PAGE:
Shrub removal help.

rosieq(6 Southeast PA)February 4, 2008

I am removing the old, overgrown and sometimes dead shrubs along the front of my house by pruning them down to nubs. I prune a bit every week-end. How do I get the roots out so I can plant new shrubs this spring? Please tell me I can do it myself. I have a rotozip that I used in the past to remove roots. It was hard to do. I have a lot of shrubs to remove so it would be a lot of work. Is there a chemical I can use to get rid of the roots? Any suggestions would be appreciated.

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Don't prune them down to nubs. Leave a big strong stalk or two for leverage. Cut around the plant with a straight edge spade overlaping cuts so that you are slicing through all of the root. Then use a regular shovel to dig a trench around the plant outside of that cut line. Try rocking the root using the stalk (stem, trunk, or whatever you want to call it). Find the remaining roots that are holding it in and cut those. In some cases you'll need a saw. Keep undermining the root ball and cutting roots until you can push over the stump using the trunk. Eventually it will be free and you can remove it.

    Bookmark   February 4, 2008 at 8:56PM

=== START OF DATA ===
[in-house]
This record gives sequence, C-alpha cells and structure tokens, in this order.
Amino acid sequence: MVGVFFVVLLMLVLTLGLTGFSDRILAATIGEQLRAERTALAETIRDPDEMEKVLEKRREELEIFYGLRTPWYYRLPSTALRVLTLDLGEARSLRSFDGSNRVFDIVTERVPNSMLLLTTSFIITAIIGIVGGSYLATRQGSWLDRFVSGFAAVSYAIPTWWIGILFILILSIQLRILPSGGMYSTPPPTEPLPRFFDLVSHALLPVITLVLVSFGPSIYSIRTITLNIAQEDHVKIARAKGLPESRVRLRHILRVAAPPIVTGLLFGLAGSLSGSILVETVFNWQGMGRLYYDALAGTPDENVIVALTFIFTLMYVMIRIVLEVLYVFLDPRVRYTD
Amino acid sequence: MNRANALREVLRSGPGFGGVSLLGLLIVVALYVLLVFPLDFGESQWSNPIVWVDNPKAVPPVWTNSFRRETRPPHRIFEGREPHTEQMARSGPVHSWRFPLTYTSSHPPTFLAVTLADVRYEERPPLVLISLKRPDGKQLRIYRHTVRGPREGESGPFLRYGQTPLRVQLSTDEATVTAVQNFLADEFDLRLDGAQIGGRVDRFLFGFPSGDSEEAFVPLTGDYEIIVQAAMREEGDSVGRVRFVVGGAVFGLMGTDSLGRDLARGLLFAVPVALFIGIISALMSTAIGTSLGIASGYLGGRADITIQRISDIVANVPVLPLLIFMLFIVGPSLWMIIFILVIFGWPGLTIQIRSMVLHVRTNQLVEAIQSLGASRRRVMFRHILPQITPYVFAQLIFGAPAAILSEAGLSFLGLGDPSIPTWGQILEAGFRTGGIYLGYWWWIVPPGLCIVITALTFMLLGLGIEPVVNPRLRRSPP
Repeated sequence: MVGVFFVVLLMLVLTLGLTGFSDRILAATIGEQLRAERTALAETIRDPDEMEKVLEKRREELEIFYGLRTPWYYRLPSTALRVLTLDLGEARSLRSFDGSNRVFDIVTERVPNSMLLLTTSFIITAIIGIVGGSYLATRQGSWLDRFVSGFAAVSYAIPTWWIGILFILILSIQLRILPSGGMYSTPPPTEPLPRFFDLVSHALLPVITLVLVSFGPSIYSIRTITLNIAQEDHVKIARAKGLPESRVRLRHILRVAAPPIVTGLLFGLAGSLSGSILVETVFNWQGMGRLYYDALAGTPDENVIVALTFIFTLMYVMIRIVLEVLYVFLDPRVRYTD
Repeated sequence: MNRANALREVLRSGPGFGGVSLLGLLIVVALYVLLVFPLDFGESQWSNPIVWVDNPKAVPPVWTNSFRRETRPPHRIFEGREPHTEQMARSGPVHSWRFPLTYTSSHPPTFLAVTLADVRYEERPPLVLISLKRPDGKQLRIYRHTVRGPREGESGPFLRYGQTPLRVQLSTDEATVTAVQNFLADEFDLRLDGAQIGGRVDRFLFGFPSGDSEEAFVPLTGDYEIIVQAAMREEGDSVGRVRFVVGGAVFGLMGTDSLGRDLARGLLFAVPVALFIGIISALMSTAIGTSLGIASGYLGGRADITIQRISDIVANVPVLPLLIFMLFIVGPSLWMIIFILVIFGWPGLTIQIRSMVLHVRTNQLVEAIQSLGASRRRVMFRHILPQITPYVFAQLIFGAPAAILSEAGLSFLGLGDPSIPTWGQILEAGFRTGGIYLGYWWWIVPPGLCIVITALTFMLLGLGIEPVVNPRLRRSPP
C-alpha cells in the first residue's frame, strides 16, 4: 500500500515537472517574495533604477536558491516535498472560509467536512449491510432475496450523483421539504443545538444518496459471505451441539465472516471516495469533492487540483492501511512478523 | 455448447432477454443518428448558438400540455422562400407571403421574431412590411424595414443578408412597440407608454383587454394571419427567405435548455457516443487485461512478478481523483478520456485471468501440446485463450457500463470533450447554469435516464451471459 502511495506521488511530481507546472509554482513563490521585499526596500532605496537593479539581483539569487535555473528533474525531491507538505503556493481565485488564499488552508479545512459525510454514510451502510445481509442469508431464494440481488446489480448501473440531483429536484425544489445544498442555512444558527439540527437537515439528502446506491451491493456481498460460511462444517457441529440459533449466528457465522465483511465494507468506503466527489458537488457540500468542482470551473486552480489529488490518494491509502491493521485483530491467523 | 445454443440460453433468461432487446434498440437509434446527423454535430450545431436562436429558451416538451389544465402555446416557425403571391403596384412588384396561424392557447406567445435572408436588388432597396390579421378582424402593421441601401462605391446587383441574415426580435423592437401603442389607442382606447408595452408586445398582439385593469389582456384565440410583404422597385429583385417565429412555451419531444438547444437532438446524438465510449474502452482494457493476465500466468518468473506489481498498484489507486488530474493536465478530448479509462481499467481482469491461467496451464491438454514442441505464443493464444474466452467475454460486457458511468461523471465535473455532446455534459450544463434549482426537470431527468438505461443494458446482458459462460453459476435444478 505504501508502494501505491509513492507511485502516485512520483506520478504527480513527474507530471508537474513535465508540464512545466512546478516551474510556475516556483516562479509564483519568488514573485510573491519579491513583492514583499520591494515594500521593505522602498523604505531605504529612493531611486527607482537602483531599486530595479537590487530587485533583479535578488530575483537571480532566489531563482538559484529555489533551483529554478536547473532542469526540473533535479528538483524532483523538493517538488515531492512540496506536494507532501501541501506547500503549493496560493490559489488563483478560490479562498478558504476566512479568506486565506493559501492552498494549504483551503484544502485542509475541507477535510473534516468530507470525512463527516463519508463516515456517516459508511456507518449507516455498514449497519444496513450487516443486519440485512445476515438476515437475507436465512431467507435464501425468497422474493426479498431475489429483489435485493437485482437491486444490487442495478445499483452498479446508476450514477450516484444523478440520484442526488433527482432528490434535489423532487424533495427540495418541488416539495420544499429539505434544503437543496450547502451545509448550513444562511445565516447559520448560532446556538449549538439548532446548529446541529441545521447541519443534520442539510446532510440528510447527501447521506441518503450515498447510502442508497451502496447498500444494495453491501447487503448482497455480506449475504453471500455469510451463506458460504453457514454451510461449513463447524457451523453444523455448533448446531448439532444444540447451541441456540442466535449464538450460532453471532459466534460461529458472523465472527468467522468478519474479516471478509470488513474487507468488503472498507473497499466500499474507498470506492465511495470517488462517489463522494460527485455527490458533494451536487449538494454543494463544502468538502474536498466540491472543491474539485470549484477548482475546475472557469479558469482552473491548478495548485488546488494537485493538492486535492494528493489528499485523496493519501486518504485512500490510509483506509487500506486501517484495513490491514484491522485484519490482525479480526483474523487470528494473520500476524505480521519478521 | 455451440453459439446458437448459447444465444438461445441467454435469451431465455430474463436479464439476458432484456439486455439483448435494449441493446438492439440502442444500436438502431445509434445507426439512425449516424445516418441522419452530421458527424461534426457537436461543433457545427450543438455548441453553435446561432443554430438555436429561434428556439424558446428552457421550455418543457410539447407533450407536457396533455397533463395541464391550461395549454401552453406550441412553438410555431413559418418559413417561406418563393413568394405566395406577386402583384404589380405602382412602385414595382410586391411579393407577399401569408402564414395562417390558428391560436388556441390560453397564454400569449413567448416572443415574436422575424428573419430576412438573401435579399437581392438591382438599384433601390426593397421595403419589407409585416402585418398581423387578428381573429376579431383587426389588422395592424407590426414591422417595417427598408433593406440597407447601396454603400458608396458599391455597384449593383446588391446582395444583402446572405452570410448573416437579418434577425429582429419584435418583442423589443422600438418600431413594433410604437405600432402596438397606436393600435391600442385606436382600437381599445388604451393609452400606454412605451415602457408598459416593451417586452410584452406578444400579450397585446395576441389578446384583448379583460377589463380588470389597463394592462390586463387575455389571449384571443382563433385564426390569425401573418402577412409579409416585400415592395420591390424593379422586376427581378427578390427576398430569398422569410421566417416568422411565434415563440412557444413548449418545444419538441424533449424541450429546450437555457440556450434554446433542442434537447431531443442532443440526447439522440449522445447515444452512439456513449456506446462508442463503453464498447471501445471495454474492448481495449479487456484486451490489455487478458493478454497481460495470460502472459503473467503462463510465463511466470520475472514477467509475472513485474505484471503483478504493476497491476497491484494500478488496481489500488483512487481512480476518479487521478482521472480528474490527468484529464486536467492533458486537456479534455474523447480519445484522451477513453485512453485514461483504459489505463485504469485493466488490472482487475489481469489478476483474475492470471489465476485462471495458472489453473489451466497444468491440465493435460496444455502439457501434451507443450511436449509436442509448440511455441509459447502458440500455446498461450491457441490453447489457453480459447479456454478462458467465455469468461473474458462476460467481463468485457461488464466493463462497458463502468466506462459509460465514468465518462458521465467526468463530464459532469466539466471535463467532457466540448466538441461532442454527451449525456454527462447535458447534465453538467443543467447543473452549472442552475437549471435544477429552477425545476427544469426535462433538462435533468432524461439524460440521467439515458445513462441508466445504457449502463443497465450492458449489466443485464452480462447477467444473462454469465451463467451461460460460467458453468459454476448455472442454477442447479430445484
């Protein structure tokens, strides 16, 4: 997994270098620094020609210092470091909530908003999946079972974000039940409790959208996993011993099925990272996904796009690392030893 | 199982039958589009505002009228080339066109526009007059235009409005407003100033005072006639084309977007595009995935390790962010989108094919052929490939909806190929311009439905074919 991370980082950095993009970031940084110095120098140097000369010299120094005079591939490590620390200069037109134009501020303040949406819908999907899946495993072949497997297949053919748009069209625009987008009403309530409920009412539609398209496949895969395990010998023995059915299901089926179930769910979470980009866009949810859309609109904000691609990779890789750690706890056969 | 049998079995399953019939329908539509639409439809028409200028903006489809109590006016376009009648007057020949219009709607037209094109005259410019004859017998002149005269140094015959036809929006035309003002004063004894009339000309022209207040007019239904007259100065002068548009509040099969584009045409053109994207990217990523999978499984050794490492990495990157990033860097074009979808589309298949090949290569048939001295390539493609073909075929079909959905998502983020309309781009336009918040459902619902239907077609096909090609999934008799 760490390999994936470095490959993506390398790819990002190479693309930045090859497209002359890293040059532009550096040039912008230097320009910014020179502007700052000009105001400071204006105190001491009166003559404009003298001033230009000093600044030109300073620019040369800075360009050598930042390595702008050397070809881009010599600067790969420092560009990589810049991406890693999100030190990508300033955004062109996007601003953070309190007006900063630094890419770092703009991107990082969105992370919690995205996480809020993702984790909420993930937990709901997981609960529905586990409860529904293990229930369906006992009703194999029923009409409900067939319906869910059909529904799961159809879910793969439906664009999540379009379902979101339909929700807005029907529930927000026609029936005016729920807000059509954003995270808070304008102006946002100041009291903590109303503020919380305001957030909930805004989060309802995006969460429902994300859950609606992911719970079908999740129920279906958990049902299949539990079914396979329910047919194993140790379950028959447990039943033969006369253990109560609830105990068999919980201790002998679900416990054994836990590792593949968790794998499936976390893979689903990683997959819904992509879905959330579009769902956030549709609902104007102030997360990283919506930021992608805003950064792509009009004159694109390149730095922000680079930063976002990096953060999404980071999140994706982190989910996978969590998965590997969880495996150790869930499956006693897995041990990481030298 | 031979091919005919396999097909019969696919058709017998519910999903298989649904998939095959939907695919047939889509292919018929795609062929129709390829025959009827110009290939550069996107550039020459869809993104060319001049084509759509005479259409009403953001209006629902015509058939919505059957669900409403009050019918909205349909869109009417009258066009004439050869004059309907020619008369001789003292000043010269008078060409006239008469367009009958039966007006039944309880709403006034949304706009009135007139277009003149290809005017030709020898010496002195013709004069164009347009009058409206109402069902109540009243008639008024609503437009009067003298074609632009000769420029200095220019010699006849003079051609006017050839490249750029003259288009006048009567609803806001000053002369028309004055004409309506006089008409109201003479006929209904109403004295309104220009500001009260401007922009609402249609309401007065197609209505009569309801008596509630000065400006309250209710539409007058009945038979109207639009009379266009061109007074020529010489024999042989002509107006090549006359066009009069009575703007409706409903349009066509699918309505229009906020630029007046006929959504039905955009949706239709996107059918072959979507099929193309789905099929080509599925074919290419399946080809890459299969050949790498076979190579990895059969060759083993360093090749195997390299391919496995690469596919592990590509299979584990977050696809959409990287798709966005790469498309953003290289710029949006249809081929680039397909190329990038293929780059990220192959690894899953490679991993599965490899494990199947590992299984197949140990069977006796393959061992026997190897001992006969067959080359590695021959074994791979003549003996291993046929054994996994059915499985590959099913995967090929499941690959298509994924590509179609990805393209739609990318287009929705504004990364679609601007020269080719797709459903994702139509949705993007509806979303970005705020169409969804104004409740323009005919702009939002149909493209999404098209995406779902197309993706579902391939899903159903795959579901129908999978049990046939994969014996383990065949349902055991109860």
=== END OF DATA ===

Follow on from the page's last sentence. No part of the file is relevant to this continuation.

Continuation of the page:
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If it's going to be a tough shrub to remove, I tie a rope around the shrub and hook the rope to the hitch on the back of my car. Then I drive slowly and carefully until the shrub comes out of the ground root and all. The area in front of the shrub would have to be flat and dry and you have to be really careful and slow when you drive forward. It's best to have someone watching nearby in case there's a problem. But it really does the trick with not too much effort and all the roots come out too.

    Bookmark   February 4, 2008 at 11:36PM
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jerzeegirl's suggestion is good, but I have to add a caveat... know what kind of shrub you have and what its root system is like before you hook up your vehicle! Our old neighbors ruined their smaller-size pickup truck by attempting to pull a 30-year-old juniper out with a chain attached to their hitch. The juniper won that tug-of-war.

Ever since witnessing that, I've used laag's method of digging by hand and rocking to dislodge the stump. Sometimes it takes the whole darned day, but it won't wreck my suspension! :)

    Bookmark   February 5, 2008 at 5:45PM
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tibs(5/6 OH)

I use laag's method and then being a puney type female with no upper body strength, after much grunting and sweating and swearing and getting covered with dirt, I call in "He-man Master of the Universe" (which is either dh or ds, that was his favorite cartoon as a 4 year old) to give the last yank.

    Bookmark   February 5, 2008 at 6:19PM
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rosieq(6 Southeast PA)

Thank you for your great suggestions.
I may have to dig them out by hand as laag suggested. Some of the shrubs are very old and their root systems cover about a 3 foot wide area. So I will be working at it for a while.
I don't have a truck and I am afraid my car won't pull them out so I don't think that will work for me.
A last option may be to hire someone to do it. Ouch! That will cost a good bit I am afraid.

    Bookmark   February 5, 2008 at 8:58PM